DoD Cloud Exchange: Col. Charles Galbreath on Space Force taking flight

Space Force has begun moving from strategy to operation. The U.S. military’s first digital force is training guardians and establishing a digital lexicon. We ...

The Space Force is starting to come into its own and that means keeping its promise to become the nation’s first digital military service.

Since the beginning of the new branch, Air Force and Space Force officials have touted it as a child of the digital age that is fully enmeshed in coding, cybersecurity, data and artificial intelligence.

In its second year of existence, the service has begun implementing programs and initiatives to execute its digital strategy.

“The Army, the Navy, the Marine Corps, the Coast Guard and the Air Force, they were born in an industrial age,” said Col. Charles Galbreath, Space Force’s deputy chief technology officer and innovation officer, at Federal News Network’s second annual DoD Cloud Exchange. “As a result, they have evolved over time to develop and incorporate digital capabilities. The Space Force was born into this digital age. We have that as part of our fabric.”

Moving from strategy to training Space Force guardians

Last summer, Space Force released a strategy of tenets and values to inform the ways it will train guardians, operate and acquire systems.

That strategy now has real-world implications, Galbreath said.

“There are people in the Space Force and government that have a variety, a spectrum if you will, of knowledge about what it is to be digital,” Galbreath said. “We wanted to try to raise everybody’s overall understanding of some digital terminology. That puts us all on more of a level playing field about the terms and concepts that are essential to being a digital service.”

One way the service is doing that is through the education of the force.

“We’re rolling out things like Digital University courses, software development, immersive pipelines, etc. to train and educate our workforce so that they are ready to operate in a digital environment,” Galbreath said. “We’ve brought together a set of training modules. There’s actually over 23,000 different training modules from industry leading experts that provide training about artificial intelligence, about cybersecurity, about data, etc. We’ve culminated these into this pipeline through the Digital University, we’ve even gone a little further and said, ‘There are sets of courses that we think would be ideal for guardians.’”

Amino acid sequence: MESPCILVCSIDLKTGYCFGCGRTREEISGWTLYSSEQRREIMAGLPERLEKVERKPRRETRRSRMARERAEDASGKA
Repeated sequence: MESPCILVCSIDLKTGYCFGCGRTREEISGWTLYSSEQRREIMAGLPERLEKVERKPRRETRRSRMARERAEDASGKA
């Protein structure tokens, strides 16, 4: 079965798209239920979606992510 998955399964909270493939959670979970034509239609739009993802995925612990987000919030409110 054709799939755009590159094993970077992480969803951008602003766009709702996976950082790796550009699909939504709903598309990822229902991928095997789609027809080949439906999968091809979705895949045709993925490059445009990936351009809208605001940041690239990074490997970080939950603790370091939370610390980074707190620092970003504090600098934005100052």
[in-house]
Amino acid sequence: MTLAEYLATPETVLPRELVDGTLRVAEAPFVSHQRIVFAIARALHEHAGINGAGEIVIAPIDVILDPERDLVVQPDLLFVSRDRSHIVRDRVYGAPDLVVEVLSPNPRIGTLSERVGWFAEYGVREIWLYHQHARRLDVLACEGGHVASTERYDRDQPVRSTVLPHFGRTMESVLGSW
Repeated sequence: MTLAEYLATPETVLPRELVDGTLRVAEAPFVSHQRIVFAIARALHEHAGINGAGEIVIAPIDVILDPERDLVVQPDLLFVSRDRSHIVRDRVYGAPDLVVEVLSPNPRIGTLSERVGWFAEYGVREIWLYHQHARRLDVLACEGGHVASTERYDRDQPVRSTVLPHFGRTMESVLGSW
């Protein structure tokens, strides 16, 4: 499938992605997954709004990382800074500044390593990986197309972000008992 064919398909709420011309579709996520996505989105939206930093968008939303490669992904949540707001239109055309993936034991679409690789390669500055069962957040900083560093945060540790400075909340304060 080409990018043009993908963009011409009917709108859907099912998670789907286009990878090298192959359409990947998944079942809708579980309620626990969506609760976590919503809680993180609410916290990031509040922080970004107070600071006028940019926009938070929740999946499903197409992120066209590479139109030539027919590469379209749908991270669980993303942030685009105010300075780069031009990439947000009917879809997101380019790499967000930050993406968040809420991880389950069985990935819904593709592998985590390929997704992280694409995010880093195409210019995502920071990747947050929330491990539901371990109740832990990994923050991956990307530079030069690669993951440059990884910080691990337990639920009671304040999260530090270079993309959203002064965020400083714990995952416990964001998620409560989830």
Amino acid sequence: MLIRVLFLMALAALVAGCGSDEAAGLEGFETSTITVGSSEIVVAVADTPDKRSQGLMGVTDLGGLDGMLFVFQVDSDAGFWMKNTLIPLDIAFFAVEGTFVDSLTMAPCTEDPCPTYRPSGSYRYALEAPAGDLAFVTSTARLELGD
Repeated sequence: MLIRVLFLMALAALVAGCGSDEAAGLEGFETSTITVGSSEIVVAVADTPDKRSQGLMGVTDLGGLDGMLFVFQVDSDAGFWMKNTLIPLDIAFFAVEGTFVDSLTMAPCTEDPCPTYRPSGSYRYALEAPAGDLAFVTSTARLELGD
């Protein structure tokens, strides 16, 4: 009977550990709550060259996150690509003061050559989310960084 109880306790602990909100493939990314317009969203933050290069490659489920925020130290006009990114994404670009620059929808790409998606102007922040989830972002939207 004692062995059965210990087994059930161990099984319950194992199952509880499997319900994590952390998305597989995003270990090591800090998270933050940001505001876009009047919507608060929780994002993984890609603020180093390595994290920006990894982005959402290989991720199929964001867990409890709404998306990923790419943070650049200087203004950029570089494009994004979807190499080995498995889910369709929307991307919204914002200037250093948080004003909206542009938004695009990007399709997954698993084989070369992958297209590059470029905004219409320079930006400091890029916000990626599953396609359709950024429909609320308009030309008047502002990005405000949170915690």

The Digital University bills itself as a way to build out careers and make guardians force multipliers for the service.

The Space Force is also using recruitment to fill out its ranks with digitally savvy people. With an end strength of about 16,000, the service has the luxury of expecting more from the people it brings on.

“I would expect a guardian to have a higher level of data fluency or digital fluency or familiarity than an Army infantry man, or actually any other service. We believe we’re going to be much more technically attuned than any other service,” Galbreath said. “But it’s not like we can say, ‘Here’s the baseline. That if you know these five things, you’re set for the rest of the existence of Space Force.’ It’s going to evolve over time. I would expect 10, 20, 30 years from now, the guardians that are coming in, who are definitely born digital natives, they will come in with a much higher level of digital fluency than we do now.”

All-digital approach driven by data

Space Force will use those people for things like digital engineering and what Galbreath called digital headquarters.

“You’ve got the people. Now you need the tools to operate within this digital environment, and while digital engineering certainly has a tie to an acquisition side or the development capability, we like to think of it as an entire end-to-end ecosystem,” he said.

The goal is to do everything from design to testing to programming and budgeting, all in the digital world.

Finally, Galbreath said digital headquarters will make Space Force a more effective and efficient service.

“We’re thinking about any level within Space Force where decisions are made, we want to make data-driven decisions that are informed in a collaborative way and maximize the utility of the resources that we have available to us,” he said.

All of these elements will culminate in digital operations through which Space Force will deliver its mission to project power and support teams on the ground.

To listen to and watch all the sessions from the 2022 Federal News Network DoD Cloud Exchange, go to the event page.

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